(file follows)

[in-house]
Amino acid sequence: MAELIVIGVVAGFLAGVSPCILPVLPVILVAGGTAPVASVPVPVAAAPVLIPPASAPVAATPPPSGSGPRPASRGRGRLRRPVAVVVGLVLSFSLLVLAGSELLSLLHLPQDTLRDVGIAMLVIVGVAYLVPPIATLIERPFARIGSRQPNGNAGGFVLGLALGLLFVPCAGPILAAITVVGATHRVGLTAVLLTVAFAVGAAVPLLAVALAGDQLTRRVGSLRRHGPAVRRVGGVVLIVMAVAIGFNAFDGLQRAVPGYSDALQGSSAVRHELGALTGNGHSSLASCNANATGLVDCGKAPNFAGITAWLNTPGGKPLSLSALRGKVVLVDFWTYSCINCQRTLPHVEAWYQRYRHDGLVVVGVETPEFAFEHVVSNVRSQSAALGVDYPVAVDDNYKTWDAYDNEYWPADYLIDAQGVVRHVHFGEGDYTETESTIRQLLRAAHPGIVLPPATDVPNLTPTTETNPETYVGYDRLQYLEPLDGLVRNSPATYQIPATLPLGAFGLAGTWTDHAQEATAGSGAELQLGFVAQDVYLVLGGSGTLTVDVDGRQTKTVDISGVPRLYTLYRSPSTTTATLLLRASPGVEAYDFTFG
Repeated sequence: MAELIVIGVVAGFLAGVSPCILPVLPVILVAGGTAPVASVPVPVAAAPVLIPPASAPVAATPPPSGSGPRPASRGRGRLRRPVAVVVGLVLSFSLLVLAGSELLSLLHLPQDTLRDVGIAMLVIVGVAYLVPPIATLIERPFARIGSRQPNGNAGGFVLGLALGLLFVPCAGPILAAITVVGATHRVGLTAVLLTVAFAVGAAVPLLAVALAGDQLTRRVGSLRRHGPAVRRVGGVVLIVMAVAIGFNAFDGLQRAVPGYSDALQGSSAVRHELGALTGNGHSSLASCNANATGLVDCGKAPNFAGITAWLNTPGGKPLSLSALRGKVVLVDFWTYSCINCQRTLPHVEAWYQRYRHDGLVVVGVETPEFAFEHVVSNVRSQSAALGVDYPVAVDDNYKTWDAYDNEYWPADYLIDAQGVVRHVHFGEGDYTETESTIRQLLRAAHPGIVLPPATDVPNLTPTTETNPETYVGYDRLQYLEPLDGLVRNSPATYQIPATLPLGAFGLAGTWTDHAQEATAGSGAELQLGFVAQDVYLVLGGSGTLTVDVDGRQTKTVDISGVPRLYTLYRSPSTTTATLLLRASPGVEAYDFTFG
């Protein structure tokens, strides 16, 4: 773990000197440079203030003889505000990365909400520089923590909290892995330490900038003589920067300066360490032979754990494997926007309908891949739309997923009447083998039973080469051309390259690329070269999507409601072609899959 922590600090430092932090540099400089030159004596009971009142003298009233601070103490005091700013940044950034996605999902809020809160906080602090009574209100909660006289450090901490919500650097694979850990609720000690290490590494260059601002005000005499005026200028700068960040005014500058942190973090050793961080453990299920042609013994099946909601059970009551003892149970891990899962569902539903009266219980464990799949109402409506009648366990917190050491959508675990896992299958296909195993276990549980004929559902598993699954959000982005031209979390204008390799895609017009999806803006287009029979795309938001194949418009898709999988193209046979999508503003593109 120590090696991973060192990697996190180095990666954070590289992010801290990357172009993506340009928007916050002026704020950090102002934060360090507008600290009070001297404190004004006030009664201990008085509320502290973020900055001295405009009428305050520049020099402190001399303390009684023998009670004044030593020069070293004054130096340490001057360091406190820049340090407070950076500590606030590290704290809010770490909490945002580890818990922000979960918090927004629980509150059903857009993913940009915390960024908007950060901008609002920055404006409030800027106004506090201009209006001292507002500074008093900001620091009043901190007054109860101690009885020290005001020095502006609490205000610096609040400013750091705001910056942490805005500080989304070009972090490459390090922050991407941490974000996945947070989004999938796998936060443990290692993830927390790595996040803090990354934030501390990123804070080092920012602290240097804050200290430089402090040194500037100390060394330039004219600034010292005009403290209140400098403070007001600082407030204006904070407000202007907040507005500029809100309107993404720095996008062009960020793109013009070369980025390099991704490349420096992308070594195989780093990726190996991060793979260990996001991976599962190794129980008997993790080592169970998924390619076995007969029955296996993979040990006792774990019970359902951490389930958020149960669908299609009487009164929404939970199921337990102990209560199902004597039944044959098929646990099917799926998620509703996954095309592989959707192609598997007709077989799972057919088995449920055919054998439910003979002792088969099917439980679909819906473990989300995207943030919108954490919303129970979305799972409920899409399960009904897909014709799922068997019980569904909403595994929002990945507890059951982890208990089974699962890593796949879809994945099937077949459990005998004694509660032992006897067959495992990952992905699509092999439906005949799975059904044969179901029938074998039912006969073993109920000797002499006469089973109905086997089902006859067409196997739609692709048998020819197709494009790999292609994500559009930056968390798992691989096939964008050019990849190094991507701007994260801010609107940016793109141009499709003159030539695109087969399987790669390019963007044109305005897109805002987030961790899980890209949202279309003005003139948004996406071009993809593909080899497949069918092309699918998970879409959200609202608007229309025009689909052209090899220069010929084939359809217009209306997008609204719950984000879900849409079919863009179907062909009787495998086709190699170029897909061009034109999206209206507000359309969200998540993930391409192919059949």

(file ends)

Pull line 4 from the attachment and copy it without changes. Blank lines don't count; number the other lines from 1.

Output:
């Protein structure tokens, strides 16, 4: 773990000197440079203030003889505000990365909400520089923590909290892995330490900038003589920067300066360490032979754990494997926007309908891949739309997923009447083998039973080469051309390259690329070269999507409601072609899959 922590600090430092932090540099400089030159004596009971009142003298009233601070103490005091700013940044950034996605999902809020809160906080602090009574209100909660006289450090901490919500650097694979850990609720000690290490590494260059601002005000005499005026200028700068960040005014500058942190973090050793961080453990299920042609013994099946909601059970009551003892149970891990899962569902539903009266219980464990799949109402409506009648366990917190050491959508675990896992299958296909195993276990549980004929559902598993699954959000982005031209979390204008390799895609017009999806803006287009029979795309938001194949418009898709999988193209046979999508503003593109 120590090696991973060192990697996190180095990666954070590289992010801290990357172009993506340009928007916050002026704020950090102002934060360090507008600290009070001297404190004004006030009664201990008085509320502290973020900055001295405009009428305050520049020099402190001399303390009684023998009670004044030593020069070293004054130096340490001057360091406190820049340090407070950076500590606030590290704290809010770490909490945002580890818990922000979960918090927004629980509150059903857009993913940009915390960024908007950060901008609002920055404006409030800027106004506090201009209006001292507002500074008093900001620091009043901190007054109860101690009885020290005001020095502006609490205000610096609040400013750091705001910056942490805005500080989304070009972090490459390090922050991407941490974000996945947070989004999938796998936060443990290692993830927390790595996040803090990354934030501390990123804070080092920012602290240097804050200290430089402090040194500037100390060394330039004219600034010292005009403290209140400098403070007001600082407030204006904070407000202007907040507005500029809100309107993404720095996008062009960020793109013009070369980025390099991704490349420096992308070594195989780093990726190996991060793979260990996001991976599962190794129980008997993790080592169970998924390619076995007969029955296996993979040990006792774990019970359902951490389930958020149960669908299609009487009164929404939970199921337990102990209560199902004597039944044959098929646990099917799926998620509703996954095309592989959707192609598997007709077989799972057919088995449920055919054998439910003979002792088969099917439980679909819906473990989300995207943030919108954490919303129970979305799972409920899409399960009904897909014709799922068997019980569904909403595994929002990945507890059951982890208990089974699962890593796949879809994945099937077949459990005998004694509660032992006897067959495992990952992905699509092999439906005949799975059904044969179901029938074998039912006969073993109920000797002499006469089973109905086997089902006859067409196997739609692709048998020819197709494009790999292609994500559009930056968390798992691989096939964008050019990849190094991507701007994260801010609107940016793109141009499709003159030539695109087969399987790669390019963007044109305005897109805002987030961790899980890209949202279309003005003139948004996406071009993809593909080899497949069918092309699918998970879409959200609202608007229309025009689909052209090899220069010929084939359809217009209306997008609204719950984000879900849409079919863009179907062909009787495998086709190699170029897909061009034109999206209206507000359309969200998540993930391409192919059949």